Dudley: Hmm – and I don’t disagree with that point, that that doesn’t impact… I mean, you can’t impact service on someone who is not online. And I don’t disagree with that. But it still costs us money – the increased usage still costs us money to make the network able to accommodate that. And that’s just a fact of business.
NPD: But you’ve already charged me more for my Turbo plan… You’ve already established, that “if you want this level of service, if you want this level of bandwidth, you’re charging me for that Turbo plan.” Now you’re also saying, “In addition to that, you’re going to also charge me for consumption?”
Dudley: That’s exactly what we’re saying.
NPD: Alright. No disagreement here. I know. I’m being rough. I don’t like to be rough.
Dudley: No, it’s okay. Look, I understand. This is a very passionate issue. It’s very close to people like yourself that are heavy users. I get it. It’s fine.
NPD: This corporate plan that you’re talking about, how is it different from a personal plan? So, let’s say that I do decide to go to the $140 a month plan.
Dudley: Just call us and ask for a business class account. And basically we come and hook up a corporate connection. It’s a different customer service queue too. There are other advantages for you.
NPD: This is interesting – can we resell that? I know that residential services, you are not allowed to resell that, there was an article about someone who was trying to pull a fast one and resell 35 cable modems – with business class, am I restricted? Because I’m thinking – if it’s going to be like $140 a month – that’s still a pretty penny, and if I can get my neighbor to go with me on it, if he’s got a Wi-Fi – if we can work out some sort of sharing deal, I have the landline so I’ll maybe pay a little bit more – sort of like, “Internet Roomies.”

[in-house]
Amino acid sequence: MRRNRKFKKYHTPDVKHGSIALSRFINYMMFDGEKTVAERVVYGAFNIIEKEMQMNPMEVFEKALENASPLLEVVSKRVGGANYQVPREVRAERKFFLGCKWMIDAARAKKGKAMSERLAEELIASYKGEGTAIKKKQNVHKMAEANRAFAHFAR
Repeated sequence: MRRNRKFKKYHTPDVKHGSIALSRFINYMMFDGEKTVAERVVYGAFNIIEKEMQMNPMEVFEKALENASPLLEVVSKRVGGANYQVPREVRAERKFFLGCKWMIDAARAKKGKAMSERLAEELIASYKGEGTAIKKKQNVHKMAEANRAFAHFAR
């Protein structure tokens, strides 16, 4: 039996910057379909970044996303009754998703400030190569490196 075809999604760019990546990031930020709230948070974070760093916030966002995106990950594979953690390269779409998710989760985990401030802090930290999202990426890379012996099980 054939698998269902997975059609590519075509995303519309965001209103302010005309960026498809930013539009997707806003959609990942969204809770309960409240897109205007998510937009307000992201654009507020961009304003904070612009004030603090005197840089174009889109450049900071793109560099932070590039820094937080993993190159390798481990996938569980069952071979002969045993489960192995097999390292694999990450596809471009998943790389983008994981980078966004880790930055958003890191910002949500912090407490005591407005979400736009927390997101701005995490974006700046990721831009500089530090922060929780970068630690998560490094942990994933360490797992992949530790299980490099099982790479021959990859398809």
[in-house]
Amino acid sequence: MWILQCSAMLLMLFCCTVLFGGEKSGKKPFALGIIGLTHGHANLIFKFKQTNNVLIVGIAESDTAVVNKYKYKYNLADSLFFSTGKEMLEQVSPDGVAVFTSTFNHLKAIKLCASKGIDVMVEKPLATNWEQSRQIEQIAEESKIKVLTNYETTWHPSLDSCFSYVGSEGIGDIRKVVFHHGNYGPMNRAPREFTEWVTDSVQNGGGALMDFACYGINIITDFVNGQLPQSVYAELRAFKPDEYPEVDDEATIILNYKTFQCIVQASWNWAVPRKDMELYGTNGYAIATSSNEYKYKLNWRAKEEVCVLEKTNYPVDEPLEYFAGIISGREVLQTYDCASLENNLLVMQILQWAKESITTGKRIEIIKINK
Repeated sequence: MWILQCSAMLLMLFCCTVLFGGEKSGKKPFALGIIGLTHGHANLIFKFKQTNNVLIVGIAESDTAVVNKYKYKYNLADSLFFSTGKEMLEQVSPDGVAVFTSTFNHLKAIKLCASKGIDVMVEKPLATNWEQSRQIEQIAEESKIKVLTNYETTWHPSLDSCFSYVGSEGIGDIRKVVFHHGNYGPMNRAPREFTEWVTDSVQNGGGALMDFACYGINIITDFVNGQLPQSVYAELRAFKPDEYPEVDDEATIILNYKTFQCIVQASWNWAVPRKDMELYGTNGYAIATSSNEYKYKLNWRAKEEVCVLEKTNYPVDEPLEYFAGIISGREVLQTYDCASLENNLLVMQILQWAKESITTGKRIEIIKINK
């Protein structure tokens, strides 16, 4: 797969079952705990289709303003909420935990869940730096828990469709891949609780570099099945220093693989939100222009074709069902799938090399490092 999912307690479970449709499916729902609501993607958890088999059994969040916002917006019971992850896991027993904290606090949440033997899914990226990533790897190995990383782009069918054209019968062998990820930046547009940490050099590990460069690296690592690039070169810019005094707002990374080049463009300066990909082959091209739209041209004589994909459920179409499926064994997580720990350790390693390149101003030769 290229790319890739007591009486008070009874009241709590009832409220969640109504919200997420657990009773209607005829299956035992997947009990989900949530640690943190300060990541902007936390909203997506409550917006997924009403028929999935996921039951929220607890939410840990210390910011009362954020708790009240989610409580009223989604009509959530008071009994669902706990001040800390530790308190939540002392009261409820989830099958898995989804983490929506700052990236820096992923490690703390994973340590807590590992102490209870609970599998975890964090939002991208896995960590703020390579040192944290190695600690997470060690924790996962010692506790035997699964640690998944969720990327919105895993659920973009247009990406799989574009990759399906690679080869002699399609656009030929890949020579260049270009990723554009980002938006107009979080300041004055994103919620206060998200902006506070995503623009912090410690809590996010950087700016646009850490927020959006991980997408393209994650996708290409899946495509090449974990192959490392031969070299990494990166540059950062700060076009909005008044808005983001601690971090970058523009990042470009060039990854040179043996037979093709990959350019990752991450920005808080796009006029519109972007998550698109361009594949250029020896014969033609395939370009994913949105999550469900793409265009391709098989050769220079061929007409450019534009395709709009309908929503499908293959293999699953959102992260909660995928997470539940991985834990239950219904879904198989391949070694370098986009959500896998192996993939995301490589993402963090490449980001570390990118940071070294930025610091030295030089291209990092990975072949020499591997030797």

Dudley: I don’t know if that’s possible or not. I’m not familiar with the service agreement on that. But they’ll – just give us a call and the people that sell that service can answer that question. I mean, look, we’re not interested in folks reselling our services, so I think that’s what we’re trying to prevent, but whether you guys could link as one business account, I don’t know. I don’t think it’s outside the realm of possibility, but I could be wrong.
NPD: Well, thank you very much for talking – I know that I talked a lot – is there anything else you’d like to add?
Dudley: No, I think – for your readers it’s different, but for the vast majority of our customers, they won’t even notice a difference, and I think that – and I know that’s probably not music to your ears, but at the same time, what we’re doing is trying to ensure that we’re maintaining a level of service that folks are happy to pay for, and if we don’t make some sort of investment in this, or if we don’t at least acknowledge that there’s an issue here that needs to be addressed, then by the time we need to do it, it’ll be too late. So this is an experiment. One of the things we’re going to measure is customer reaction, so, you know, it’s an important part of the process and we’re happy to listen to our customers. But, you know, so far, the reaction has been what we’ve expected, fairly even across the board. So we’ll see what happens and we’ll make decisions based on what we see.
NPD: Alright, well again, thank you for your time.